Millions of rapid at-home Covid tests are flying off pharmacy shelves across the United States, giving Americans an instant, if sometimes imperfect, read on whether they are infected with the coronavirus.
But the results are rarely reported to public health departments, exacerbating the longstanding challenges of maintaining an accurate count of cases at a time when the number of infections is surging because of the Omicron variant.
At the minimum, the widespread availability of at-home tests is wreaking havoc with the accuracy of official positivity rates and case counts. At the other extreme, it is one factor making some public health experts raise a question that once would have been unthinkable: Do counts of coronavirus cases serve a useful purpose, and if not, should they be continued?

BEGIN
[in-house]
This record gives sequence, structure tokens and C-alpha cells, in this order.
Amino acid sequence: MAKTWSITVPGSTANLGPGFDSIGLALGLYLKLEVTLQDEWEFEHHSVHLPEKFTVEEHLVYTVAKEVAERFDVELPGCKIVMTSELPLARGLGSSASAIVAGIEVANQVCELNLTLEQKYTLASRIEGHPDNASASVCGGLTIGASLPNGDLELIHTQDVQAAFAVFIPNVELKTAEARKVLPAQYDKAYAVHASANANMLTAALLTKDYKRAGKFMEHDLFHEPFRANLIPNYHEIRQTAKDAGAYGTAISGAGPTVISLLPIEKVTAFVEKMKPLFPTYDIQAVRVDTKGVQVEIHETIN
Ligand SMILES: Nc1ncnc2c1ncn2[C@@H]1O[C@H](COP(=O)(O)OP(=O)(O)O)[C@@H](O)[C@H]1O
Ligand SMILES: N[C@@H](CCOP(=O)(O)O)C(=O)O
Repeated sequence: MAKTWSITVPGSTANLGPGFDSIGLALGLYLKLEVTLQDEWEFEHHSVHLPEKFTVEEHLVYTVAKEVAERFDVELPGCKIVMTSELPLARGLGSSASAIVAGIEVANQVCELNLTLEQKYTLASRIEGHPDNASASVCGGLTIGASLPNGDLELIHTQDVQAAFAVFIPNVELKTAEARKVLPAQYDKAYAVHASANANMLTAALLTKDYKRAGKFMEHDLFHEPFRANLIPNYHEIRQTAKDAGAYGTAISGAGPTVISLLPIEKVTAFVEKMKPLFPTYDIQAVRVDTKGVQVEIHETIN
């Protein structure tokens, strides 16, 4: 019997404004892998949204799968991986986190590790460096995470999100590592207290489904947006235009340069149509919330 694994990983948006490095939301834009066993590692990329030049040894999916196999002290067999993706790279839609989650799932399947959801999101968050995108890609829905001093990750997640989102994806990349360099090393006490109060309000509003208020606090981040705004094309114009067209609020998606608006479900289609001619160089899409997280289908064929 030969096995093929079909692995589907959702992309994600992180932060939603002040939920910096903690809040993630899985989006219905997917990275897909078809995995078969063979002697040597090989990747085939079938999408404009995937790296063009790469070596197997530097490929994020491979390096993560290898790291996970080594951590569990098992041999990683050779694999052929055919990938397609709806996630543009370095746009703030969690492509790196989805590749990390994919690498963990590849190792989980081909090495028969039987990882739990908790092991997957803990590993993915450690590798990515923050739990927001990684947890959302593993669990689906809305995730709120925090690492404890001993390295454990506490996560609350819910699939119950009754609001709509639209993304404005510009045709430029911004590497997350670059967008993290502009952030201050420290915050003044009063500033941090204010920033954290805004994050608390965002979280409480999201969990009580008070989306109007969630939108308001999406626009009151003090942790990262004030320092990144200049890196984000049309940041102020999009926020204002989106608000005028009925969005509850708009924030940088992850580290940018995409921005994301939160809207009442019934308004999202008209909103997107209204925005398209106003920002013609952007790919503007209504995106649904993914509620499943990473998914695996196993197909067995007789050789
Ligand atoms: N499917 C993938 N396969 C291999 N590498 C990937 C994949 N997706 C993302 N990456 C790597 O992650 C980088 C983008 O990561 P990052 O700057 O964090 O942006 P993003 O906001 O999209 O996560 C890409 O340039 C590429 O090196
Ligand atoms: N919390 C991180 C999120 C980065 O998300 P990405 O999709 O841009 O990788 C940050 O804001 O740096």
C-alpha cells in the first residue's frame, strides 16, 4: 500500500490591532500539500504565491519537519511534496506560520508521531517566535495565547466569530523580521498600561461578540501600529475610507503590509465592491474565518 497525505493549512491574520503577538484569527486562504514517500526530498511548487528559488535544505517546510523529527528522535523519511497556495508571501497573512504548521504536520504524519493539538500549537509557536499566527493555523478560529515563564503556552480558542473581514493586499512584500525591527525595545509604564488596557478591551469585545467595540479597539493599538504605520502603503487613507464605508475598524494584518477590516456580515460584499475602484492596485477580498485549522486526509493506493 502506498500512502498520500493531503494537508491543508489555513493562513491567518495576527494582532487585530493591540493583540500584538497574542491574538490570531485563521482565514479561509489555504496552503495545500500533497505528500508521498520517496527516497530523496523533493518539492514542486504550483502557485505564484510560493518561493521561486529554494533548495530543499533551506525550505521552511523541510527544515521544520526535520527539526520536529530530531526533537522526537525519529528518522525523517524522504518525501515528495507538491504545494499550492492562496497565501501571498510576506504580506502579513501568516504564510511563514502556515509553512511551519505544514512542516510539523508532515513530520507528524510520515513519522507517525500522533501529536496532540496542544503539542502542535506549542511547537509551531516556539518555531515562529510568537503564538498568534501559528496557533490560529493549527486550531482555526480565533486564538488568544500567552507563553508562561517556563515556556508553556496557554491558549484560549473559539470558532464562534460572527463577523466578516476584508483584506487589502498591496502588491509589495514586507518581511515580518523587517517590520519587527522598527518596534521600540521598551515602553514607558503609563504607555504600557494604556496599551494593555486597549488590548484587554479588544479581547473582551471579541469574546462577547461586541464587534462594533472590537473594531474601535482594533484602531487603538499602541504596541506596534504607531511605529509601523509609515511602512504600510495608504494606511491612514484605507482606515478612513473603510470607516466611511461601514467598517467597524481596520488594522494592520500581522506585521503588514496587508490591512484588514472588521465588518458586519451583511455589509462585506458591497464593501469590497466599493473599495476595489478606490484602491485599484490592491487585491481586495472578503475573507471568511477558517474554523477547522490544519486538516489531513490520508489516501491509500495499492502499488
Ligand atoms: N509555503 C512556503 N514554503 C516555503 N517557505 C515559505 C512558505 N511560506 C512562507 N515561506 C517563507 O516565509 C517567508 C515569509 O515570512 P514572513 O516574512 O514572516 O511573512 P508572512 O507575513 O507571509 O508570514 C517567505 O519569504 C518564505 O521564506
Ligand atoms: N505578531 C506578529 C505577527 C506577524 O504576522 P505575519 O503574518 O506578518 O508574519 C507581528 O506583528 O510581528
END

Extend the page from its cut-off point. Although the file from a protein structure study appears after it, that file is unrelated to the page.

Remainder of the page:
“Our entire approach to the pandemic has been case-based surveillance: We have to count every case, and that’s just not accurate anymore,” said Dr. Marcus Plescia, chief medical officer at the Association of State and Territorial Health Officials, a national nonprofit organization representing public health agencies in the United States.
“It’s just becoming a time where we’ve got to think about doing things differently.”